Interval map

Many programs require a mathematical function capable of mapping an interval of numbers linearly onto another interval. A map\mathit{map} function maps one interval linearly onto another.

map(x):[a,b][c,d]map(x)=dcba(xa)+c\mathit{map}(x):[a,b]\to[c,d] \\ \mathit{map}(x) = \frac{d - c}{b - a}(x - a) + c

Example

The interval [0,10][0, 10] can be mapped to [0,100][0, 100] using map\mathit{map}.

map(x)=10xmap(0)=0map(10)=100\begin{aligned} \mathit{map}(x) & = 10x \\ \\ \mathit{map}(0) & = 0 \\ \mathit{map}(10) & = 100 \end{aligned}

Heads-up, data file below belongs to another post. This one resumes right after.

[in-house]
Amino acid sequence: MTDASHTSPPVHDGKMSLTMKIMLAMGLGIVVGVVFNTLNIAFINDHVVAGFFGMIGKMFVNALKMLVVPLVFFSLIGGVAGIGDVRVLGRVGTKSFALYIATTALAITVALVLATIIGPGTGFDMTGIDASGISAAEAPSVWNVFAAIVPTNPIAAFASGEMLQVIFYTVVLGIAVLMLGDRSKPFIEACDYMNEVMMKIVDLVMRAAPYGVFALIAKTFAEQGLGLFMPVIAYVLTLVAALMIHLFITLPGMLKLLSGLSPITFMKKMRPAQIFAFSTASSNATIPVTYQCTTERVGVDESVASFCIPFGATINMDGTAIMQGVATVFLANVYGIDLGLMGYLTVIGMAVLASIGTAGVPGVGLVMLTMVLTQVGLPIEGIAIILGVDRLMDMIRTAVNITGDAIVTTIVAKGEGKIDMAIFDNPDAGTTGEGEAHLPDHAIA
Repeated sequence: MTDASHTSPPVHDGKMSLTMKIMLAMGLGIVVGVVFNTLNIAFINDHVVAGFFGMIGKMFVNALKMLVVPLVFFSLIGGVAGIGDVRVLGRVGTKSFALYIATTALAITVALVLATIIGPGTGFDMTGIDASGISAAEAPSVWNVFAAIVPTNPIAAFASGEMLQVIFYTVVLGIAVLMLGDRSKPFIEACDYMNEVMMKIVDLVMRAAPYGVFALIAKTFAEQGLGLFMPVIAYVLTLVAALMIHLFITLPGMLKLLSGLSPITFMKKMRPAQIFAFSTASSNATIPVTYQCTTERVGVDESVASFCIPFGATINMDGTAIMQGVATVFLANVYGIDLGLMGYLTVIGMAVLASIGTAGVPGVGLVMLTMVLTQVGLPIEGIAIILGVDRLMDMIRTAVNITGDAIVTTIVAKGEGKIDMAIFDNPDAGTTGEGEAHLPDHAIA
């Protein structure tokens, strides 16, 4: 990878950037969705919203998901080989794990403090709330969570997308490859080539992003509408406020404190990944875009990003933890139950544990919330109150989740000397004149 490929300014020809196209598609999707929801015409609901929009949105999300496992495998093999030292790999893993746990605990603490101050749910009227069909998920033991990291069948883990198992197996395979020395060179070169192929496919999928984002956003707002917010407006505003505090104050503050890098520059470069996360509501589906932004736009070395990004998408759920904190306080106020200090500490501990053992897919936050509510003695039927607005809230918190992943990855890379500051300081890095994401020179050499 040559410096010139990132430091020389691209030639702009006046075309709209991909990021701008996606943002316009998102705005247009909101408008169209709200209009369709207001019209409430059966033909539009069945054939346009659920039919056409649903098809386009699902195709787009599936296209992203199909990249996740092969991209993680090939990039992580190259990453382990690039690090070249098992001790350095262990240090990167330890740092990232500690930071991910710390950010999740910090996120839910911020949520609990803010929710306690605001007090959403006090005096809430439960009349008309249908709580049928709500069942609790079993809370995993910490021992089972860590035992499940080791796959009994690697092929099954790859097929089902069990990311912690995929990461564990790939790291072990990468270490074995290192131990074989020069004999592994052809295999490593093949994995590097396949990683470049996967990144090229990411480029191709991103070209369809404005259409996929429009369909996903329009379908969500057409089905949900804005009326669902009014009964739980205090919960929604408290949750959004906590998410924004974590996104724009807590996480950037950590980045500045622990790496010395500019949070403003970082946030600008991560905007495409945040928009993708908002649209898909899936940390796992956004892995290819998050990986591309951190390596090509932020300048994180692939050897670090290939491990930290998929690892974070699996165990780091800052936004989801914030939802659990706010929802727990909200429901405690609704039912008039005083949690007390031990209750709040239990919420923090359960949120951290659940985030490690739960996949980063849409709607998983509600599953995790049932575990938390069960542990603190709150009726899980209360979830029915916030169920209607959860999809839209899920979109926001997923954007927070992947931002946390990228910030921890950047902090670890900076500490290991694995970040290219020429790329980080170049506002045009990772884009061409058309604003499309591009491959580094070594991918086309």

Derivation

The map\mathit{map} function can be thought of as a linear function that passes through the points (a,c)(a,c) and (b,d)(b,d). This means that the function should map aa to cc and bb to dd.

map(a)=cmap(b)=d\begin{aligned} \mathit{map}(a) & = c \\ \mathit{map}(b) & = d \end{aligned}

With two points the slope can be obtained and the function can be written and simplified.

map(x)c=dcba(xa)map(x)=dcba(xa)+c\begin{aligned} \mathit{map}(x) - c & = \frac{d - c}{b - a}(x - a) \\ \mathit{map}(x) & = \frac{d - c}{b - a}(x - a) + c \end{aligned}

The function can be verified to ensure a correct mapping of aa to cc.

map(a)=dcba(aa)+cmap(a)=c\begin{aligned} \mathit{map}(a) &= \frac{d - c}{b - a}(a - a) + c \\ \mathit{map}(a) &= c \end{aligned}

The same can be done to ensure bb maps to dd.

map(b)=dcba(ba)+cmap(b)=dc+cmap(b)=d\begin{aligned} \mathit{map}(b) &= \frac{d - c}{b - a}(b - a) + c \\ \mathit{map}(b) &= d - c + c \\ \mathit{map}(b) &= d \end{aligned}